Tools, in the form of detailed knowledge bases and FAQs, are an effective way of allowing end users to find solutions without having to contact a service desk technician. In recent times where more employees are working from home, the use of self-service tools has never been as important. In fact, 91% of support desks plan to offer extra self-servicing options in the future.
What Are the Benefits of an IT Service Desk?
From reducing costs to easing scalability processes, an IT service desk can transform the IT landscape of any customer-focused organization. So much so, that businesses are able to reap various benefits when choosing to deploy a tool.
IT Service Desks Boost Productivity
IT service desks are renowned for their role in helping to quickly remove and solve any snags that employees encounter. Not only does this get end users back to work faster than manual methods would allow, but it also enables businesses to better plan and track their IT-related strategies. The ability to find a fix for end users in a short amount of time is due to the various capabilities and features of a platform. Most notably, these include:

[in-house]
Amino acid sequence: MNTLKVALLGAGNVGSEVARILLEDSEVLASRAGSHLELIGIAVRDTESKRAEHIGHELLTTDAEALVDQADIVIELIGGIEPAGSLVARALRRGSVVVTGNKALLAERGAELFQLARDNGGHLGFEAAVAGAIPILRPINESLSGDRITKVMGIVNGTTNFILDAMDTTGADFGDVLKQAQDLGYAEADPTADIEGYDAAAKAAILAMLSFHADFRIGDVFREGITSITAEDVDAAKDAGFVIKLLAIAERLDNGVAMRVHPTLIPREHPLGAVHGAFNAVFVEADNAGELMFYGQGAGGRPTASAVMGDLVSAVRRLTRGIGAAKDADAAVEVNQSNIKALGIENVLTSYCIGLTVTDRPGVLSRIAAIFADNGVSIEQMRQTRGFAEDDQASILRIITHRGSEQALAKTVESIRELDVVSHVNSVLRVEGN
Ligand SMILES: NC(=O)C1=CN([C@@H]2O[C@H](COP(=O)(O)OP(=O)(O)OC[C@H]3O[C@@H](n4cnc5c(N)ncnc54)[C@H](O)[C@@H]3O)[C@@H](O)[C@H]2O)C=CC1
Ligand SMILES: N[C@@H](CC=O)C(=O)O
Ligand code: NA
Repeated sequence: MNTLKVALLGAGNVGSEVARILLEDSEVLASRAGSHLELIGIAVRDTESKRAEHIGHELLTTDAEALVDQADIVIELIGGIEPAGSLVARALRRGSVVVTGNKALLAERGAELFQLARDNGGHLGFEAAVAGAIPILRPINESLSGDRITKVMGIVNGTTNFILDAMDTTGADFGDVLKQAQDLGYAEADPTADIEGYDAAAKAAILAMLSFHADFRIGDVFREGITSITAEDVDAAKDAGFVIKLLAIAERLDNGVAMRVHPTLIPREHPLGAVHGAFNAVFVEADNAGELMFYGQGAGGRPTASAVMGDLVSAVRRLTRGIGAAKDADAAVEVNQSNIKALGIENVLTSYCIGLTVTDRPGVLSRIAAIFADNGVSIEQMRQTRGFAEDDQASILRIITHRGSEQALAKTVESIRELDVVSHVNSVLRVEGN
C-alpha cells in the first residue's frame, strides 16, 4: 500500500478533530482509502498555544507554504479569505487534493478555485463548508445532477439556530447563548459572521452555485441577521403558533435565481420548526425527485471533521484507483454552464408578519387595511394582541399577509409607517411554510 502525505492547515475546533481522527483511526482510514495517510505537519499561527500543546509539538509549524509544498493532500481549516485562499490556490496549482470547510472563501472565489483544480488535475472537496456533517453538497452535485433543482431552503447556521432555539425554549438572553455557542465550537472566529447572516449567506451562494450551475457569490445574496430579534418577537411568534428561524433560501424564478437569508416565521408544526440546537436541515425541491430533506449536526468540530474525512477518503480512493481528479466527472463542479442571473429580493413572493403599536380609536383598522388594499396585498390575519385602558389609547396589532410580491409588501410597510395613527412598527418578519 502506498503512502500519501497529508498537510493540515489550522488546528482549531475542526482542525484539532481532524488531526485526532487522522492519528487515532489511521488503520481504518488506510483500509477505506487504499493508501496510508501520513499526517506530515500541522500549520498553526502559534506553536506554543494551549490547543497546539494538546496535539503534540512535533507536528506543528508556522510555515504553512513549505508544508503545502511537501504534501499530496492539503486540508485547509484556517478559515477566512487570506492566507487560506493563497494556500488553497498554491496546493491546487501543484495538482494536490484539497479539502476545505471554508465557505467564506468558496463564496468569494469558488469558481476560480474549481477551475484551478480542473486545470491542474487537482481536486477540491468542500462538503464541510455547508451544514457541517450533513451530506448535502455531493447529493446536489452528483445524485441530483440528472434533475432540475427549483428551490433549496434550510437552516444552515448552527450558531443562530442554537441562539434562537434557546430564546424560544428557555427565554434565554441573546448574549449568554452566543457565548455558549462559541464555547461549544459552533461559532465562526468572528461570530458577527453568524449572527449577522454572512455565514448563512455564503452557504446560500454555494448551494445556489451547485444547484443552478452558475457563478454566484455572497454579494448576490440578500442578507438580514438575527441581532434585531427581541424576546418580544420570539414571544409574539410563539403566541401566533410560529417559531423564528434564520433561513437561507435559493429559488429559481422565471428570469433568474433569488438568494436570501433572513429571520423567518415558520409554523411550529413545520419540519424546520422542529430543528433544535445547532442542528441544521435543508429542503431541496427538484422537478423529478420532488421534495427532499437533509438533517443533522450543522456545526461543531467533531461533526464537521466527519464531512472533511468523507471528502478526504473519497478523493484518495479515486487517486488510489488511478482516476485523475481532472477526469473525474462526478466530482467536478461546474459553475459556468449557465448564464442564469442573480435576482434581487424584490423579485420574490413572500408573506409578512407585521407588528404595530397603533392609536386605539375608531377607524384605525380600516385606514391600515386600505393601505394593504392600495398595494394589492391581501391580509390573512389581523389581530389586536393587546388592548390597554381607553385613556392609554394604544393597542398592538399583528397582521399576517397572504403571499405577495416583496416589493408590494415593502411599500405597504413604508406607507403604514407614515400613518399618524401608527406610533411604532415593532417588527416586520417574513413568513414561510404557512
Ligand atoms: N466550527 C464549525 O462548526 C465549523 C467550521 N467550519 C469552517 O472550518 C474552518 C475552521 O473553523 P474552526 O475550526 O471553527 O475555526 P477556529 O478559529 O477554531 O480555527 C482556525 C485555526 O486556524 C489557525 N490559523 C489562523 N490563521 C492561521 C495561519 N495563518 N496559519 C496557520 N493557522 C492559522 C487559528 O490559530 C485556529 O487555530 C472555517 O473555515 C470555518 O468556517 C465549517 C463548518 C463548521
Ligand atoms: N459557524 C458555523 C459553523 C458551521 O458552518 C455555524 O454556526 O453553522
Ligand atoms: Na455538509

- Live chat support
- An omnichannel experience
- A detailed knowledge base
- Ticketing systems
A key factor in increasing first-time fixes and boosting productivity is businesses choosing to embrace a live chat support function. While most service desks are still contacted by phone (98%) and email (85%), 31% of service desks are now using live chat to provide support.
Improve the Service Experience
Users within an organization depend on IT professionals and technicians to support their daily activities. But as a business scales, support teams start to become inundated with IT issues, meaning the level of service a user receives can suffer. That’s where the use of an automated IT service desk is the perfect solution.
End users are able to track the status of their tickets and receive helpful updates regarding their issues. And, when a technician isn’t available, they’re presented with a self-service portal containing a library of fixes and solutions.
Increase Communication & Visibility
Whether focusing on managerial tasks or employee updates, visibility in an IT organization is essential. With the use of an IT service desk, visibility is increased throughout the company. This allows staff members of all departments to know what is happening in all areas of the business such as current technical issues and the location of IT hardware.